Election winds down with mysterious, offensive text message

With the Measure CR campaign in its final days, an anonymous vulgar text message has riled up Claremont residents.

The text, sent from the phone number 909-323-1199, was pointedly against CR and sent to a number of Claremont residents on Monday afternoon. Measure CR is a proposed three-quarter cent sales tax increase that the city says will be used to cut away at future budget deficits and opponents say would hurt local businesses.

“Are you f*%king kidding me! Measure CR is a MASSIVE tax on everyone in Claremont. Vote NO on CR! Tell the city to stop taxing us!” The text read.

The expletive was self-censored with the asterisk and the percentage sign. A call to the number resulted in a busy signal.

The phone number is the same one used to send out a mass text against Measure SC, the police station bond that failed in June 2018.

The phone number is a non-fixed VoIP number through the carrier Neutral Tandem-California, LLC, which also works under the name Intelliquent. The company provides telecommunications, including voice over internet protocal services, like those used by the person who sent the anonymous text.

Texts and phone calls from VoIP lines are registered by an individual typically through an email. Messages are sent through the internet using a dummy phone line, like (909) 323-1199, so the sender can remain anonymous.

The phone numbers are very difficult to trace back to the registrant without a warrant. Efforts were made by both the yes and no committees with little result. The COURIER has sent the phone number to several parties for further investigation.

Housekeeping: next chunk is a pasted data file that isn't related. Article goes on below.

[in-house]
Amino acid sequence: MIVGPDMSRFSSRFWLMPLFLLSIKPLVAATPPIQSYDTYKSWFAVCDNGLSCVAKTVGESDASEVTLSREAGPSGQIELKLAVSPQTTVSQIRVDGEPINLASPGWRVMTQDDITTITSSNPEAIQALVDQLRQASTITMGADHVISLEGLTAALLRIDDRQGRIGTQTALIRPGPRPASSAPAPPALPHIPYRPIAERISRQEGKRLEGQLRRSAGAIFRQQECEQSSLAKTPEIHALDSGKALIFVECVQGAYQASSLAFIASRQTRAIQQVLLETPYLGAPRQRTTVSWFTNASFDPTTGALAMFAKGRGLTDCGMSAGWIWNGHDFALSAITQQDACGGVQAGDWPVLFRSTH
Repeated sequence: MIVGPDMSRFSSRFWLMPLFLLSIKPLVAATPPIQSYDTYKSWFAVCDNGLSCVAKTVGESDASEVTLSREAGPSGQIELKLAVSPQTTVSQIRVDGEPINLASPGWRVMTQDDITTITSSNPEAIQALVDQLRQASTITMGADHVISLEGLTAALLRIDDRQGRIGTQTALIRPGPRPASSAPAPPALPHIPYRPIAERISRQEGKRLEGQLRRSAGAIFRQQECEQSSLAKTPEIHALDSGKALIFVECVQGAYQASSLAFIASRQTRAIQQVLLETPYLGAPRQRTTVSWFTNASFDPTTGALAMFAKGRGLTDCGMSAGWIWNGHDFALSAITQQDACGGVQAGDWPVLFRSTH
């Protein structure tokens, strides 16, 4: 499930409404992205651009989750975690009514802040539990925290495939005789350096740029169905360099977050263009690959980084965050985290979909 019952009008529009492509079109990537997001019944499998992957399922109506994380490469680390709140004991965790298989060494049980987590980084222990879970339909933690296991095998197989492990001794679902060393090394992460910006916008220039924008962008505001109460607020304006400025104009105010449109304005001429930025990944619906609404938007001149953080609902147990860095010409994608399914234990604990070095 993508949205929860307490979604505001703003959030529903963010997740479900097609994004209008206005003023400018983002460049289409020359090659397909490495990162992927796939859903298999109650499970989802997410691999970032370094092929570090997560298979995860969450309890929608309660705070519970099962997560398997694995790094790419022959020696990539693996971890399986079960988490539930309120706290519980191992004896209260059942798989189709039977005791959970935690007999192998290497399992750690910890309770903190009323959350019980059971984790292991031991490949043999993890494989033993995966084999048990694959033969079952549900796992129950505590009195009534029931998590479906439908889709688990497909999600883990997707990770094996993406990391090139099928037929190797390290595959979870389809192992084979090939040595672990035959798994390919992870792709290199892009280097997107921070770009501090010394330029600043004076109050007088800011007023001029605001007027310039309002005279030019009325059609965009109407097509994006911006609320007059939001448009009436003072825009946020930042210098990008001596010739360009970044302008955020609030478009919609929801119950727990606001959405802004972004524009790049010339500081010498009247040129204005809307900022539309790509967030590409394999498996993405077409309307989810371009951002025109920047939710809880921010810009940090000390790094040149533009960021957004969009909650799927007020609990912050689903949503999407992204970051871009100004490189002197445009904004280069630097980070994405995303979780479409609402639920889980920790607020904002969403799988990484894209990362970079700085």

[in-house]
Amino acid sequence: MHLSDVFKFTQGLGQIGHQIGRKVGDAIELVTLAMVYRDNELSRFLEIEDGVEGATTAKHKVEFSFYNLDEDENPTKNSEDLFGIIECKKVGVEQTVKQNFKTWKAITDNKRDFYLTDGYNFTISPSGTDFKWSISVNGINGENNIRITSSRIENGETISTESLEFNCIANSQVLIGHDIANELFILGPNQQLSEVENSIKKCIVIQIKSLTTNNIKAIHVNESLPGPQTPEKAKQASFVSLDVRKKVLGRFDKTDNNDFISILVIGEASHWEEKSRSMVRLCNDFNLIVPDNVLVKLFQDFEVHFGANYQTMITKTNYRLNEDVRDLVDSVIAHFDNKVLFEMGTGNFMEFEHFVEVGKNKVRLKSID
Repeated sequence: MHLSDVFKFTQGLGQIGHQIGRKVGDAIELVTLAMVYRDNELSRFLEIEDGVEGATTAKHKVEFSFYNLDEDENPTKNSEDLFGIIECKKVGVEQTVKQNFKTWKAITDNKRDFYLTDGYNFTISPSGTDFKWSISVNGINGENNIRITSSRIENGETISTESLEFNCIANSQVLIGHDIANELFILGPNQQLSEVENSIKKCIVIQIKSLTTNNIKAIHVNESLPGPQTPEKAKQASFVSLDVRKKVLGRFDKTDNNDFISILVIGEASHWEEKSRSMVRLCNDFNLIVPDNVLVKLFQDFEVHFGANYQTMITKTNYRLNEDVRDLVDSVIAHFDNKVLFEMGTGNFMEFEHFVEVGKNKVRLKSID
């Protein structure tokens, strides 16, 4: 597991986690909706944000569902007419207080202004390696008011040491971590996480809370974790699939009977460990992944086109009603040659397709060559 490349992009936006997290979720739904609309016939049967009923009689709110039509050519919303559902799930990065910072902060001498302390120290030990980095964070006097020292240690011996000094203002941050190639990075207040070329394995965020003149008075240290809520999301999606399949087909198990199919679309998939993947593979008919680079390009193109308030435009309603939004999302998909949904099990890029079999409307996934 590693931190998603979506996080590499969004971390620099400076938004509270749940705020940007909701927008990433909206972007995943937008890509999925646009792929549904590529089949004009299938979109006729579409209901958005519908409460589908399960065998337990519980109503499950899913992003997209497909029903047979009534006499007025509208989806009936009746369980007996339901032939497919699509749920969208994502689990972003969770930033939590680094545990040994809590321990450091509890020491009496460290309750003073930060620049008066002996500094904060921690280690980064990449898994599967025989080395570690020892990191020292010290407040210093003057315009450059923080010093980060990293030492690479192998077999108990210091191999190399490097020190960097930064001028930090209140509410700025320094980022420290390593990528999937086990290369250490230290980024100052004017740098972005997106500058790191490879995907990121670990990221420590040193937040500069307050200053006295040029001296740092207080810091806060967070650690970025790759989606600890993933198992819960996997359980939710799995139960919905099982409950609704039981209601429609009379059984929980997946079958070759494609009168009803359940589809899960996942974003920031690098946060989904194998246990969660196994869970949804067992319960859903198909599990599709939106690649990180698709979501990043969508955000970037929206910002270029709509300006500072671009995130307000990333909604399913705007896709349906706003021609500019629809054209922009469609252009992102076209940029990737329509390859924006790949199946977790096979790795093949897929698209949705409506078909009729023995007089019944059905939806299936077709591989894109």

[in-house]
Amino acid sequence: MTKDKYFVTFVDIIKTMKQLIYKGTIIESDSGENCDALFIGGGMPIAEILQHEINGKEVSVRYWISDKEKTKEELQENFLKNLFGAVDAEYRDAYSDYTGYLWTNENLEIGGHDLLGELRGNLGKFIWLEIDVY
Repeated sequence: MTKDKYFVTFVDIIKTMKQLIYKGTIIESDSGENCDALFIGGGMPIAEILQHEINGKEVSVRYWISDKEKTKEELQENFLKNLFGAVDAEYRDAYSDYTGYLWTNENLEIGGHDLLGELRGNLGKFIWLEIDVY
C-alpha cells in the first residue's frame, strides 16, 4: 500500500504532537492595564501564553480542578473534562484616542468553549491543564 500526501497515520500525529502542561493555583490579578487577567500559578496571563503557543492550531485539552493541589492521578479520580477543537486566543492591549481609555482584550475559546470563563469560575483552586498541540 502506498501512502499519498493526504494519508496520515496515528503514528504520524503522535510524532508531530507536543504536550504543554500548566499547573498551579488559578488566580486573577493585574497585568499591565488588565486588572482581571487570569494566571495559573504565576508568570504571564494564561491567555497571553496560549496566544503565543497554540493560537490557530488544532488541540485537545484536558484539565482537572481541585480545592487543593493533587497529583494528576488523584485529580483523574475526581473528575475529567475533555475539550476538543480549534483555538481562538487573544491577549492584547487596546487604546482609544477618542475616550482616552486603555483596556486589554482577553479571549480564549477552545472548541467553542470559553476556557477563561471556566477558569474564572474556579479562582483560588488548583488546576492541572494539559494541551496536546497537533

Screenshots of the text were posted on Claremont Connects, the local Facebook community bulletin board that has been an epicenter of debate for and against Measure CR in recent months.

Reactions from residents online ran the gamut from shock to dismay to accusatory. Both yes and no proponents traded barbs with each other over the text across social media.

Representatives of both sides of the CR aisle condemned the text when reached on Tuesday afternoon.

Laura Roach, the chair of the Yes for Claremont campaign, said she thought the text was “appalling.”

“Unequivocally, we do not condone or promote or encourage this behavior, period.” Ms. Roach said. “We have very limited resources and we would never use those resources to promote anything other than our own message.”

That statement stems from accusations online from some detractors of CR accusing the yes campaign of sending out the text to discredit the no campaign.

Ms. Roach said was “disturbed” at the accusations on social media and found the allegation “ludicrous.” She noted that while the yes campaign did purchase voter data, it was only to do precinct walking and to send campaign mailers to vote-by-mail and poll voters.

Yes for Claremont sent out an official statement on Facebook Monday evening condemning the text.

“The Yes for Claremont Campaign Committee is dedicated to only promoting positive messages to our local community,” the statement read. “We do not condone or participate in negative campaign tactics by anyone, period.”

Donna Lowe of the No on CR campaign also condemned the text message, and has officially filed a complaint about the text with the Fair Political Practices Commission (FPPC).

“The vulgarity and the distastefulness of the tactic has no place in Claremont politics,” she said.

She speculated the person responsible for the text was “likely someone who is rogue.” She made clear the no campaign does not have access to voter data or a third-party marketing firm, instead using their resources to make signs, hold rallies and put flyers and ads in the COURIER.

She initially accused the yes campaign of sending the text, but explained it was a “defense response” after yes proponents said the text was a dirty tactic from the no campaign. 

“I’m really disappointed that we can’t run clean campaigns, and I’m really disappointed that in this community, that’s highly educated and a very thought-provoking community, that someone would have to resort to vulgar messaging.”

Election Day is Tuesday, November 5.

—Matthew Bramlett




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